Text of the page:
Home Built Cab For Kubota

   / Home Built Cab For Kubota #1  

blksn8k

New member
Joined
Feb 15, 2015
Messages
7
Location
West Central PA
Tractor
Kubota L2900
I finally decided to add a cab on my 1996 L2900 [AFFILIATE=1, nofollow=true, newwindow=true, title="Kubota"]Kubota[/AFFILIATE] tractor. Getting tired of dealing with nasty winter weather when plowing my 1/4 mile long lane. I did look at pre-fab'd canopies and soft cab enclosures that drape over a canopy but decided to build my own. Not only were those pre-fab'd parts expensive but they also would not fit over the rollcage I added several years ago.

Instead I bought three 4x8 sheets of clear .118" thick shatterproof polycarbonate, several 1-1/2" x 1-1/2" x 6 ft long perforated steel angles and a crap load of 1/4-20 nuts, washers and bolts.

I decided because the plastic sheets are clear that it might make more sense to paint the inside surface rather than the outside. This is a work vehicle and I have been known to drive under low hanging tree limbs while brush hogging around the edges of fields and I didn't want those tree limbs to scrape all that pretty orange paint off. BTW, the paint is there mostly to provide shade in the summertime which also explains why I extended it down so far on the side and rear panels.

I'll probably add a 12V heater and I have an LED light bar that I added above the windshield.

I was a little concerned about putting a bend in the middle of the windshield but it is surprisingly distortion free. The front section of the rollcage was made from discarded 2" tubing that was originally part of a cage I bought for my '75 Bronco. It already had bends where it fit behind the Bronco windshield and I decided to make the cab for the tractor fit the same contour. The tractor came from the factory with the rear hoop (ROPS bar), I just added to it.

The doors hinge at the rear. I used stainless steel piano hinges and latches/handles made for shed doors. The latches also have keyed locks.

I also included an extension of the roof panel over the windshield to try and keep at least some of the crap from the weather off and also to provide a little extra shade. The frame for that also serves as a mounting surface for the light bar. I don't plan on taking it to Bonneville so I'm perry sure the aerodynamics will be fine. 😯
 

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   / Home Built Cab For Kubota #2  
Nice job! Should definitely help with keeping the elements out!
 
   / Home Built Cab For Kubota #3  
Nicely done. (y)
 
   / Home Built Cab For Kubota #4  
Dam that looks good - Looks professional. That must have taken alot of thought and work. I hope it serves you well
 
   / Home Built Cab For Kubota
  • Thread Starter
#5  
Dam that looks good - Looks professional. That must have taken alot of thought and work. I hope it serves you well

Thanks. I'm a retired technical designer. The office space and loft inside the building were some of my other DIY projects.
 
   / Home Built Cab For Kubota #6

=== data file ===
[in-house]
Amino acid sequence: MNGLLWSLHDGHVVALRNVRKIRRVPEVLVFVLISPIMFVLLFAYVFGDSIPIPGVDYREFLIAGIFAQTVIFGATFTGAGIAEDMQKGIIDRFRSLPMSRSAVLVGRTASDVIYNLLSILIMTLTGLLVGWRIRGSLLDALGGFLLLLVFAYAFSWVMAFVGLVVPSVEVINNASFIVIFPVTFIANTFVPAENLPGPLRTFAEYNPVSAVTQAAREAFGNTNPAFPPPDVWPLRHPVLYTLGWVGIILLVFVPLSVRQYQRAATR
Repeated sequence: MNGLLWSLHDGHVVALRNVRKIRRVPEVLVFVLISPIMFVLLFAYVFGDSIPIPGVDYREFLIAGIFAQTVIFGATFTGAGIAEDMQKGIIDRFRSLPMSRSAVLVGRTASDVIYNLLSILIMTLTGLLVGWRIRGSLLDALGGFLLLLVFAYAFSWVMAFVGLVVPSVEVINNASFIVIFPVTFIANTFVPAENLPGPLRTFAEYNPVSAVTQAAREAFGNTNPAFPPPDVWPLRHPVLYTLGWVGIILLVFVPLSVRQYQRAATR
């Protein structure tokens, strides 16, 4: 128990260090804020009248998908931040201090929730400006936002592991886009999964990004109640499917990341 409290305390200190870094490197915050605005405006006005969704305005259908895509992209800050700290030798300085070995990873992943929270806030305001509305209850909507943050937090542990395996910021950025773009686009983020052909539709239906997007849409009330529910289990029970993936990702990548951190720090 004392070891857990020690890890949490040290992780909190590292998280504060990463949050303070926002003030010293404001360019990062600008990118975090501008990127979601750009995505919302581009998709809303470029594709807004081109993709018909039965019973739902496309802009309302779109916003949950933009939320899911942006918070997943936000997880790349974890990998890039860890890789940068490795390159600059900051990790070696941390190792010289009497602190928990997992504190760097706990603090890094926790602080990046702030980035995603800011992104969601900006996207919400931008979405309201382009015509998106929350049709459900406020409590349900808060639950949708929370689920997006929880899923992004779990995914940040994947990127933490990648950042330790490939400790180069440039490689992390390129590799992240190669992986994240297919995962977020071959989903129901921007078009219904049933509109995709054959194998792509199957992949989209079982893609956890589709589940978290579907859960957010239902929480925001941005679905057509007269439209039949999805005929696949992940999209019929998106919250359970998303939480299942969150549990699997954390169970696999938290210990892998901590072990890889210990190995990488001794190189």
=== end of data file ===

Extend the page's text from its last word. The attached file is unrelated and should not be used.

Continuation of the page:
Thanks. I'm a retired technical designer. The office space and loft inside the building were some of my other DIY projects.
That's a very nice work space you made there. I'm jealous (y)
 
   / Home Built Cab For Kubota #7  
Very nice !! Looks like that would fit right onto my L3010 :)


Did you have to heat that poly carb for the windshield bend or is it that flexible.


gg
 
   / Home Built Cab For Kubota #8  
Replacement parts, if ever needed, should be easy to source. Nice 👍
 
   / Home Built Cab For Kubota #9  
very well done, looks professional and like original equipment.

What did you use to mount the framework to the tractor?
 
   / Home Built Cab For Kubota
  • Thread Starter
#10  
Very nice !! Looks like that would fit right onto my L3010 :)


Did you have to heat that poly carb for the windshield bend or is it that flexible.


gg
It's that flexible. I also had to add braces on the door panels because of the flexibility but also to aide in bending those in at the bottom to better align with the floor pan on each side. The internal bracing also gave me a place to solidly attach a u-bolt to use as a grab handle when closing the doors from the inside.

Also because of the flexibility, I added rubber weather stripping around the perimeter of each door panel as well as on the door opening frame. That not only helps to keep things dry inside but also cuts down on the doors banging against the body.

Speaking of the doors, I probably won't use the one on the right side much if at all because of the position of the loader control handle. However, I didn't think it would be safe to have only one door. If I am ever stupid enough to roll the thing on its side or get it wedged up against a tree or something and if it had only one door and landed on that side you would have no escape hatch.

I also had to fabricate a spacer block out of aluminum to move the loader control valve 1" closer toward the center of the tractor which prevents the handle from hitting the right side door when tilting the bucket forward.

To keep the wind and exhaust fumes from entering around the bottom I also fabricated closure panels from galvanized sheet metal that fit beside the engine cover on each side and behind the seat. Then I added some sound deadener on the inside of those to cut down on the amount of diesel rattle inside the cab. Even with all that I still wear ear protection.

We haven't had much snow yet this winter so I haven't had a chance to try it yet with the rear mounted snow blower that runs off the rear PTO. It's six feet wide and I used to get covered with snow when using that thing no matter which way I aimed the chute. This should solve that problem as well.
 

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